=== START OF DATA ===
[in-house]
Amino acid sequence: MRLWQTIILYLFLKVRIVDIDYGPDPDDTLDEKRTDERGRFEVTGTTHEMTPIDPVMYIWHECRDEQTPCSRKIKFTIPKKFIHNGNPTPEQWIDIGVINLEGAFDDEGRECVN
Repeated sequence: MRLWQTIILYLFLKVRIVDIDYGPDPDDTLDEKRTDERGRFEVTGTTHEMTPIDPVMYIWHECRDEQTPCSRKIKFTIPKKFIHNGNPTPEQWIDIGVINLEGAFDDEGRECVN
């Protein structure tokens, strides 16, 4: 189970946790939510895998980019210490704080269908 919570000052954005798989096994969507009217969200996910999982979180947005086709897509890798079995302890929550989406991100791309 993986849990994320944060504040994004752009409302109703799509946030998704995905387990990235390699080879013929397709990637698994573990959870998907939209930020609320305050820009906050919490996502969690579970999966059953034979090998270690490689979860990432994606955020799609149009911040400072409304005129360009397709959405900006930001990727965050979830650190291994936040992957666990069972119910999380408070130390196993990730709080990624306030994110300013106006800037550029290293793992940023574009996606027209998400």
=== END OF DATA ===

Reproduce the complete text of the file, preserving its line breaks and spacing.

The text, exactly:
[in-house]
Amino acid sequence: MRLWQTIILYLFLKVRIVDIDYGPDPDDTLDEKRTDERGRFEVTGTTHEMTPIDPVMYIWHECRDEQTPCSRKIKFTIPKKFIHNGNPTPEQWIDIGVINLEGAFDDEGRECVN
Repeated sequence: MRLWQTIILYLFLKVRIVDIDYGPDPDDTLDEKRTDERGRFEVTGTTHEMTPIDPVMYIWHECRDEQTPCSRKIKFTIPKKFIHNGNPTPEQWIDIGVINLEGAFDDEGRECVN
């Protein structure tokens, strides 16, 4: 189970946790939510895998980019210490704080269908 919570000052954005798989096994969507009217969200996910999982979180947005086709897509890798079995302890929550989406991100791309 993986849990994320944060504040994004752009409302109703799509946030998704995905387990990235390699080879013929397709990637698994573990959870998907939209930020609320305050820009906050919490996502969690579970999966059953034979090998270690490689979860990432994606955020799609149009911040400072409304005129360009397709959405900006930001990727965050979830650190291994936040992957666990069972119910999380408070130390196993990730709080990624306030994110300013106006800037550029290293793992940023574009996606027209998400």